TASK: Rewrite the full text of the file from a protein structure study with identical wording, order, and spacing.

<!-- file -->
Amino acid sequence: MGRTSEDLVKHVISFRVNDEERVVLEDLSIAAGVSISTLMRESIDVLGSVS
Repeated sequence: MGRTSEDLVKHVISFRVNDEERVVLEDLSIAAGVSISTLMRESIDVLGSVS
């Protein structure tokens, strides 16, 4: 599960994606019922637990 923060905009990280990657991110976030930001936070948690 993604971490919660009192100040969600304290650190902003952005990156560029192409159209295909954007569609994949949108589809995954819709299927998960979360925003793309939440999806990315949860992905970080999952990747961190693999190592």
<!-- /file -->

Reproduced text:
Amino acid sequence: MGRTSEDLVKHVISFRVNDEERVVLEDLSIAAGVSISTLMRESIDVLGSVS
Repeated sequence: MGRTSEDLVKHVISFRVNDEERVVLEDLSIAAGVSISTLMRESIDVLGSVS
């Protein structure tokens, strides 16, 4: 599960994606019922637990 923060905009990280990657991110976030930001936070948690 993604971490919660009192100040969600304290650190902003952005990156560029192409159209295909954007569609994949949108589809995954819709299927998960979360925003793309939440999806990315949860992905970080999952990747961190693999190592």